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What is Orthopedic Physical Therapy?

As humans, we all have one thing in common: We are all made up of 206 bones, with muscles and ligaments that holds us together. If you have suffered an injury or ailment that has affected your bones, joints or muscles, you can benefit from the services of a skilled orthopedic physical therapist.

Orthopedic physical therapy is the treatment of the human musculoskeletal system. Ailments such as strains, fractures and sprains can all benefit from a good dose of orthopedic physical therapy, no matter where on the body they are located upper and lower body, neck, back and even extremities can be successfully treated with physical therapy.

occupational therapist helping patient walk

When is Orthopedic Physical Therapy Necessary?

Commonly, orthopedic physical therapy is required after an operation has taken place in areas that are critical to movement, such as your knees, elbows and shoulders, or where a whole joint has been replaced, such as in cases of total hip replacement.

Additionally, orthopedic physical therapy is necessary when you have an injury that is preventing you from undertaking regular activities or enjoying your normal everyday life. Orthopedic physical therapy is designed to help heal your injury and improve strength, motion and overall functional ability in the affected area.

Any condition that causes limited mobility or pain as a result of an injury can benefit from orthopedic physical therapy.

In cases of post-surgery orthopedic physical therapy, your surgeon may want you to adhere to certain limitations in order to eliminate damage or shorten the healing process. Your physical therapist can help you through your post-operative rehabilitation steps to get you back to normal.

Is Orthopedic Physical Therapy Painful?

No, not always! Your physical therapy uses many tools and methods to aid you in your rehabilitation journey. While your therapist may use various tools and instruments to help you and aid recovery such as knee supports, exercise is the central and most crucial part of orthopedic physical therapy. There are many exercises you may be required to undertake, such as:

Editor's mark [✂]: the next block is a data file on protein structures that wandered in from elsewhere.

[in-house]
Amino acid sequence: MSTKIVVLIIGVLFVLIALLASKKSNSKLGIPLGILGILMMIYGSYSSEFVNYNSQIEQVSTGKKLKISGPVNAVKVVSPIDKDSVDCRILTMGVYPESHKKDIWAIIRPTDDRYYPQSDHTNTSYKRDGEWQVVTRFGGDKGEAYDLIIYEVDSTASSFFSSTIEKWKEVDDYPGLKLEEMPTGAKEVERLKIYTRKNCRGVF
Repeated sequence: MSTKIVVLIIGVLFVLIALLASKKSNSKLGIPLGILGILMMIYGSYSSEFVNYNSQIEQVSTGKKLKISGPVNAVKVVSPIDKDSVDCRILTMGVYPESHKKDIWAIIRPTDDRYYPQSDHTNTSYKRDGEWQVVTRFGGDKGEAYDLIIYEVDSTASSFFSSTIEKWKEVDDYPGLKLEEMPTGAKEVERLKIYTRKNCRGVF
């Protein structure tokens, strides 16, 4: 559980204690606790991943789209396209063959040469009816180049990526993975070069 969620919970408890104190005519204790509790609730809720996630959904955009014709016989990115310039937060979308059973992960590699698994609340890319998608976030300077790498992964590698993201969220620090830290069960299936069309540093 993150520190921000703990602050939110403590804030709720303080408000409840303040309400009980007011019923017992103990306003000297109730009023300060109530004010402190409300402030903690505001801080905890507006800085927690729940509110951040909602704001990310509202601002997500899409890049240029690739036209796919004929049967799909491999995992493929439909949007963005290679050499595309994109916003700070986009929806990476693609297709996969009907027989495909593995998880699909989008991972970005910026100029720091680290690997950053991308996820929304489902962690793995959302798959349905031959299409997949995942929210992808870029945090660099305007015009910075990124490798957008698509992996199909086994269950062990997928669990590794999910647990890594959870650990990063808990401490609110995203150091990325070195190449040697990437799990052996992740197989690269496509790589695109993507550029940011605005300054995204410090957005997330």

• Stretching and flexibility
  • Strength-building exercises
  • Exercises to restore a regular range of motion
  • Exercises to improve balance

These exercises are not high intensity and are not designed to push you to your limit or wear you down. They are designed to help heal your injury and restore your movement. Your physical therapist will teach you how to perform these exercises and decide which ones you can do as part of a home exercise routine.

Your physical therapist can also improve your recovery by adopting several tools as part of your exercise and overall care routine, such as:

  • Canes, crutches, and walkers
  • Exercise tools and aids
  • Prosthetics
  • Therapeutic use of ice and heat therapy
  • Ultrasound and electrical stimulation

Your physical therapist will always try to adopt methods and exercises that cause the least amount of pain possible, but due to the nature of some injuries and the importance of recovery, this may not always be possible. Although you may experience some pain, it will be short lived.